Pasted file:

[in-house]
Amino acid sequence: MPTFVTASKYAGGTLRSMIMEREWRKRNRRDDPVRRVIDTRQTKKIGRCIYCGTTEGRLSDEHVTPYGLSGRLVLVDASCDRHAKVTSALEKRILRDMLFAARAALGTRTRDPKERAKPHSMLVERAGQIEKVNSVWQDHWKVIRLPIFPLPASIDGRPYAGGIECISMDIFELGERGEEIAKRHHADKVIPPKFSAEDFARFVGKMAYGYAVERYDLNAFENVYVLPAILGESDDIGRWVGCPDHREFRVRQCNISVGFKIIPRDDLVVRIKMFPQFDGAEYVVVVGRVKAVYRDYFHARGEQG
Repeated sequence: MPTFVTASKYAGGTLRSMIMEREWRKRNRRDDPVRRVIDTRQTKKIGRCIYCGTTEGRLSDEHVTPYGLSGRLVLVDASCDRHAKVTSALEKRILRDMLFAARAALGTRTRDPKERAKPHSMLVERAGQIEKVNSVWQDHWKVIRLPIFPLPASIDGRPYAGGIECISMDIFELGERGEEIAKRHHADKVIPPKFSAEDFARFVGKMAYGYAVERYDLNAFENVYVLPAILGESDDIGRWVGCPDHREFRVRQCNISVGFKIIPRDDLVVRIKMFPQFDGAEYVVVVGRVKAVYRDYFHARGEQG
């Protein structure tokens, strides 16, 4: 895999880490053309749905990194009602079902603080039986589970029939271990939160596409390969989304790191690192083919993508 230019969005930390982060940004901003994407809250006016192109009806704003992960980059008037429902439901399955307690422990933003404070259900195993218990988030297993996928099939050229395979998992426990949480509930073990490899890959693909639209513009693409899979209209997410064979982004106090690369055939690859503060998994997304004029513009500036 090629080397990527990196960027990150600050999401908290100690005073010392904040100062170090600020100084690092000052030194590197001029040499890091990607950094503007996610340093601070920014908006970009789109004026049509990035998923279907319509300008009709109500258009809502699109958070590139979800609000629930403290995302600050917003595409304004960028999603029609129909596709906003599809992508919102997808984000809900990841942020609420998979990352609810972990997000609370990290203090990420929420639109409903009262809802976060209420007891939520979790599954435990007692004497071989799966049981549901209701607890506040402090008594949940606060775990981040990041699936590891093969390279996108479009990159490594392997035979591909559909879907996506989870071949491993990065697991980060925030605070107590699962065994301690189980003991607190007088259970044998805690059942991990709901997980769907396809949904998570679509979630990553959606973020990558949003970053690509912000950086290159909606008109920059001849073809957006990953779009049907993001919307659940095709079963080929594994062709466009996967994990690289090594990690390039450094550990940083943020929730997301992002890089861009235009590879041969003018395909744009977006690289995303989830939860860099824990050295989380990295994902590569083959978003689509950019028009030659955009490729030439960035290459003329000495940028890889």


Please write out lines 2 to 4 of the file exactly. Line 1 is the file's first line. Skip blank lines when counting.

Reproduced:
Amino acid sequence: MPTFVTASKYAGGTLRSMIMEREWRKRNRRDDPVRRVIDTRQTKKIGRCIYCGTTEGRLSDEHVTPYGLSGRLVLVDASCDRHAKVTSALEKRILRDMLFAARAALGTRTRDPKERAKPHSMLVERAGQIEKVNSVWQDHWKVIRLPIFPLPASIDGRPYAGGIECISMDIFELGERGEEIAKRHHADKVIPPKFSAEDFARFVGKMAYGYAVERYDLNAFENVYVLPAILGESDDIGRWVGCPDHREFRVRQCNISVGFKIIPRDDLVVRIKMFPQFDGAEYVVVVGRVKAVYRDYFHARGEQG
Repeated sequence: MPTFVTASKYAGGTLRSMIMEREWRKRNRRDDPVRRVIDTRQTKKIGRCIYCGTTEGRLSDEHVTPYGLSGRLVLVDASCDRHAKVTSALEKRILRDMLFAARAALGTRTRDPKERAKPHSMLVERAGQIEKVNSVWQDHWKVIRLPIFPLPASIDGRPYAGGIECISMDIFELGERGEEIAKRHHADKVIPPKFSAEDFARFVGKMAYGYAVERYDLNAFENVYVLPAILGESDDIGRWVGCPDHREFRVRQCNISVGFKIIPRDDLVVRIKMFPQFDGAEYVVVVGRVKAVYRDYFHARGEQG
């Protein structure tokens, strides 16, 4: 895999880490053309749905990194009602079902603080039986589970029939271990939160596409390969989304790191690192083919993508 230019969005930390982060940004901003994407809250006016192109009806704003992960980059008037429902439901399955307690422990933003404070259900195993218990988030297993996928099939050229395979998992426990949480509930073990490899890959693909639209513009693409899979209209997410064979982004106090690369055939690859503060998994997304004029513009500036 090629080397990527990196960027990150600050999401908290100690005073010392904040100062170090600020100084690092000052030194590197001029040499890091990607950094503007996610340093601070920014908006970009789109004026049509990035998923279907319509300008009709109500258009809502699109958070590139979800609000629930403290995302600050917003595409304004960028999603029609129909596709906003599809992508919102997808984000809900990841942020609420998979990352609810972990997000609370990290203090990420929420639109409903009262809802976060209420007891939520979790599954435990007692004497071989799966049981549901209701607890506040402090008594949940606060775990981040990041699936590891093969390279996108479009990159490594392997035979591909559909879907996506989870071949491993990065697991980060925030605070107590699962065994301690189980003991607190007088259970044998805690059942991990709901997980769907396809949904998570679509979630990553959606973020990558949003970053690509912000950086290159909606008109920059001849073809957006990953779009049907993001919307659940095709079963080929594994062709466009996967994990690289090594990690390039450094550990940083943020929730997301992002890089861009235009590879041969003018395909744009977006690289995303989830939860860099824990050295989380990295994902590569083959978003689509950019028009030659955009490729030439960035290459003329000495940028890889």